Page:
06/27/2014 11:36 am ET Updated Aug 27, 2014

How to Supercharge Your Sex Drive

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By Tara Weng for

Think you're the only one with a relationship in a sexual slump? Well, you're not alone. In fact, research shows that 15 to 20 percent of romantic relationships in the United States are "sexless," which is defined as when a couple has sex less than once a month or less than 10 times a year.

With busy lives, demanding jobs, families etc., it's not an uncommon phenomenon to find yourself ready to hit the sheets for sleep rather than for a steamy romp in the sack. Fortunately, with a few tweaks in your diet, your daily activities and maybe a change in attitude, you can rev up an idling engine in the sex department. Here's advice from experts that will help you overcome some sexual hurdles and boost your libido.

Increase Dopamine

It turns out that a low libido can be traced to what's in your head -- literally. The mechanisms by which a healthy libido is fostered, including desire and arousal, are controlled by brain chemicals called neurotransmitters.

To improve your sex drive, you first need to tackle neurotransmitters like dopamine and serotonin and hormones like testosterone.

"Any food that increases blood flow and enhances stimulation can work," says marriage and sex therapist, Dr. Jane Greer. Among the foods which increase dopamine are:

  • Banana: This fruit is a good source of tyrosine. Tyrosine is the amino acid nerve cells turn into norepinephrine and dopamine
  • Cheese and other dairy products are well-known protein food: Protein provides amino acids, which help produce dopamine.
  • Watermelon: Watermelon juice is a bonus just by being fat free and loaded with vitamins A, B6, and C. Vitamin B6 is used by the body to produce neurotransmitters such as serotonin, melatonin and dopamine.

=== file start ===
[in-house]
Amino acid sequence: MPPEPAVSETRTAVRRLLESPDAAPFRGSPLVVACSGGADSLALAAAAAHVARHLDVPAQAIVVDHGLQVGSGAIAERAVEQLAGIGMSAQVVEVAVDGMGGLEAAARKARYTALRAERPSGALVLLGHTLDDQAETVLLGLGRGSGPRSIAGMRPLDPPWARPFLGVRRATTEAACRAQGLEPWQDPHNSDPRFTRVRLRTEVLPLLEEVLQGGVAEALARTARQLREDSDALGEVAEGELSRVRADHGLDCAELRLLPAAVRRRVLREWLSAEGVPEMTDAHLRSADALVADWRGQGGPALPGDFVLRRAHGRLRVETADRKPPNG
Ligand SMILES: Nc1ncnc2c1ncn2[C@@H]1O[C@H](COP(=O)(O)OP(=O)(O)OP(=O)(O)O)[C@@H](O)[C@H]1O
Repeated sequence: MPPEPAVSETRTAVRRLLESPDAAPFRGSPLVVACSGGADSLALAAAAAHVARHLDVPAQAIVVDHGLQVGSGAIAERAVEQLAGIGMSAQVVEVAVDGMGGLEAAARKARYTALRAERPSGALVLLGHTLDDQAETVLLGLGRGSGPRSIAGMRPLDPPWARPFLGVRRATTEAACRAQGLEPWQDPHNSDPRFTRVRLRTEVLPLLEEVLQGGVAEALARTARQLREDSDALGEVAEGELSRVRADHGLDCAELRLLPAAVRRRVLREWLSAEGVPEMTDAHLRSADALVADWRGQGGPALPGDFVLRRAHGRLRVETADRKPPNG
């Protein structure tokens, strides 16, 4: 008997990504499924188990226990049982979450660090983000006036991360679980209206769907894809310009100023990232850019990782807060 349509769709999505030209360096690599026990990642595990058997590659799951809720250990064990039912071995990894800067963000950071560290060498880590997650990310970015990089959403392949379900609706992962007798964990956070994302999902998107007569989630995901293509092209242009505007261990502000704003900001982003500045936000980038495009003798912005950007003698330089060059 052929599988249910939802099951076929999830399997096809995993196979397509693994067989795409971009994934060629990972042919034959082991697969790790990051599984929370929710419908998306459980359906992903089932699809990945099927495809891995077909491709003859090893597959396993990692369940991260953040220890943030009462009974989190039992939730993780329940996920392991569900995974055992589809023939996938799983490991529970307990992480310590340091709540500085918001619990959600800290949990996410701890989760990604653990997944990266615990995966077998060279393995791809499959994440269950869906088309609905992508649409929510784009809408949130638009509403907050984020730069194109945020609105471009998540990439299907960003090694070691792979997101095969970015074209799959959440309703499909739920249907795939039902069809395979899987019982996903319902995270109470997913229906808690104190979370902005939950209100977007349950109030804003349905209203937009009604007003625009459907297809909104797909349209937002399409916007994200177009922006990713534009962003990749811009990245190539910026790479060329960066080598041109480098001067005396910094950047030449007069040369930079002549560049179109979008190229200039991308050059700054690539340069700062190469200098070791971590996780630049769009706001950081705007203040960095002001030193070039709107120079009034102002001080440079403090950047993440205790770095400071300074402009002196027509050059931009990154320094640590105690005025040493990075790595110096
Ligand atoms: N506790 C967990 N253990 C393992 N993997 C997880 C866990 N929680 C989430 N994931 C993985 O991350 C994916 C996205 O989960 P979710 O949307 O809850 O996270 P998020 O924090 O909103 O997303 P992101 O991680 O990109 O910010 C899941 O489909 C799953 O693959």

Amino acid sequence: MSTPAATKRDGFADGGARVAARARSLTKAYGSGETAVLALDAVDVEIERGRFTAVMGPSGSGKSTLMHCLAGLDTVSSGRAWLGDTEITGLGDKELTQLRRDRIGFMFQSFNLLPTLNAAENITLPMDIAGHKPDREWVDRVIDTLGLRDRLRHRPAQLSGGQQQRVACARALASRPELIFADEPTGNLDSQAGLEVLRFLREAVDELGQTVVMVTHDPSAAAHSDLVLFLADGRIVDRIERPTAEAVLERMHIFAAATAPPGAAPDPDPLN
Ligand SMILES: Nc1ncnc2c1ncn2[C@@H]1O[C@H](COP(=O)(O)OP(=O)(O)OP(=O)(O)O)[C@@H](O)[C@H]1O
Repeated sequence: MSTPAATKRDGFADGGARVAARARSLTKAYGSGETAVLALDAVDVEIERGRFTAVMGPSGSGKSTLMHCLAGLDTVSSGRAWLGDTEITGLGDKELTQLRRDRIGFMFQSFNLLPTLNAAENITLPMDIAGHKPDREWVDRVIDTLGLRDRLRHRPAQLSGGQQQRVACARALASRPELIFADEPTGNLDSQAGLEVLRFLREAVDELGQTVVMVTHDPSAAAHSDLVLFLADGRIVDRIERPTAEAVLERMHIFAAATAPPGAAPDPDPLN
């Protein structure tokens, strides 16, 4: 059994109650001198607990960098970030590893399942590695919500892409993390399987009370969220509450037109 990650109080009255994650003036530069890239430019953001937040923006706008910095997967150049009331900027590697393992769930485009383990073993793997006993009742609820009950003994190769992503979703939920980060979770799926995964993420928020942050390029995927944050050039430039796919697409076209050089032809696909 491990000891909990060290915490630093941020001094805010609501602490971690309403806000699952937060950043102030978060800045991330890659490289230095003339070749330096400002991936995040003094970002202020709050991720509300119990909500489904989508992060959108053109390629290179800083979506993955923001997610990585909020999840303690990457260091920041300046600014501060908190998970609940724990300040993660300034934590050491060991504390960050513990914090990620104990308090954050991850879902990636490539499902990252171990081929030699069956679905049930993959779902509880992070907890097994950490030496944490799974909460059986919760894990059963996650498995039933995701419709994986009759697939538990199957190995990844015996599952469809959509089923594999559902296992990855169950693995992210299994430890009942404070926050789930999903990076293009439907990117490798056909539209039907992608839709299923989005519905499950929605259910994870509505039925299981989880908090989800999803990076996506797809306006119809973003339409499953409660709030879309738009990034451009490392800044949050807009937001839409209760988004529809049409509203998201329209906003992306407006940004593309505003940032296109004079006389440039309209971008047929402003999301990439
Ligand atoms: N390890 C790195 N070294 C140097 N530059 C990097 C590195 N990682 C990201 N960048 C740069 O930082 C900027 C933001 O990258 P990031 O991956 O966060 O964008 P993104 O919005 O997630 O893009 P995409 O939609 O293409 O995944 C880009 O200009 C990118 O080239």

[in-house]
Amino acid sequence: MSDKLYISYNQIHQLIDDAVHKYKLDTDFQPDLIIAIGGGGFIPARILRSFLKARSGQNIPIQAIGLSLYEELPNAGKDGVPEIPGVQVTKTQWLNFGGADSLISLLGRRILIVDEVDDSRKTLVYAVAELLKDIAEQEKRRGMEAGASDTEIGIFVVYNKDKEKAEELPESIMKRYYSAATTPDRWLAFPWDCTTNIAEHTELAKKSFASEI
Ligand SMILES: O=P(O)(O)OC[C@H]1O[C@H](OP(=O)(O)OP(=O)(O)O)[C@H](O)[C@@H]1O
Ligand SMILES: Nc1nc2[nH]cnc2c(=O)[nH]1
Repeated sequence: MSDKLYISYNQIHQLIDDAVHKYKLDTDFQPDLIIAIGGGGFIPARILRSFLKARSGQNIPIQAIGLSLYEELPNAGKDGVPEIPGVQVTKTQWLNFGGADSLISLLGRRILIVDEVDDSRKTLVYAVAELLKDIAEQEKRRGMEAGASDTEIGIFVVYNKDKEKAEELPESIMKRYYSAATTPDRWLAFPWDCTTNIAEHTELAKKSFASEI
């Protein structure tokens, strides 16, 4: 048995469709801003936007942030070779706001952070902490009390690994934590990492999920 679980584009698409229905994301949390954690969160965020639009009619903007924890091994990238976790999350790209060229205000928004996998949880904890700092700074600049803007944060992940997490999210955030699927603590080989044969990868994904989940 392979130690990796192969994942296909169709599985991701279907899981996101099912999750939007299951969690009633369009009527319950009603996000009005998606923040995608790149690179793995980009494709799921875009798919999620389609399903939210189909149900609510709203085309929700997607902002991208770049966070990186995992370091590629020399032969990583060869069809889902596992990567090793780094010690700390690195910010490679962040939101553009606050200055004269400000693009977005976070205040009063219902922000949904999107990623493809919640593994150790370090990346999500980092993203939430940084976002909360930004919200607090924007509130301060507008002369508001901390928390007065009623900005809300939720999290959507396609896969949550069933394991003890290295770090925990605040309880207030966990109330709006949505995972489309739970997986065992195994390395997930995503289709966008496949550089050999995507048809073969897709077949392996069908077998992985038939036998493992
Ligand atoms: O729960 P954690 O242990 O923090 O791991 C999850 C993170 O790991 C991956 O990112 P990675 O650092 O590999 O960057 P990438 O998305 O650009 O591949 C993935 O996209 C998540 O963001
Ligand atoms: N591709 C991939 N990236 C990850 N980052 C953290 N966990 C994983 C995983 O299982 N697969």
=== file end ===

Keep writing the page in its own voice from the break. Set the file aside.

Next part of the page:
To improve your sex drive, you first need to tackle neurotransmitters like dopamine and serotonin and hormones like testosterone.

"Any food that increases blood flow and enhances stimulation can work," says marriage and sex therapist Dr. Jane Greer.

Raise Your Natural Testosterone Levels

"Exercise increases your natural levels of testosterone (normally associated with men, but women produce it every day as well), which is an important factor in sexual health," says founder of the Loveology University Dr. Ava Cadell.

In fact, testosterone plays a big role in stimulating desire, increasing libido and helping to ensure sexual satisfaction. Currently testosterone is not approved by the FDA to treat sexual dysfunction in women, but the agency has looked at its potential, including a testosterone gel.

Endurance and resistance training both seem to boost testosterone levels among their participants. This includes exercise like weight lifting, but short bursts of the hormone may diminish over time.

In terms of treatments on the horizon, there have been a number of studies conducted on the efficacy of certain drugs on low libido in women, but so far no one has been approved by the FDA (currently there are 24 FDA approved drugs on the market for men).

For now, physicians may look at hormonal reasons why your libido is lagging and treat with therapies containing estrogen and androgen hormones.

If you're concerned about your lack of interest or performance anxiety, you should contact your physician for further information as there are several underlying medical conditions which can affect your sexual function.

Sleep, Talk and Change Things up!

There are two levels to sexual activity: Desire and the actual physical sexual expression, according to Dr. Greer. Without energy, your desire can diminish, so anything that can spike your energy can also have a positive effect on you wanting to do the deed. "Sleeping enables you to feel refreshed, re-energized and in touch with your sexual desire," says Dr. Greer.

When it comes to desire and arousal, a big momentum shift can occur by just communicating what you want and how you want it to your partner.

"Give your partner a wish list of two things that will heighten a romantic or sexual experience for you both," suggests Dr. Cadell.

"For sex, changing the time you have it, the positions, and/or adding background music (or changing it if you already use some) can all freshen up a routine," advises Dr. Greer. "The smaller, more subtle changes can have a huge impact and go a long way."


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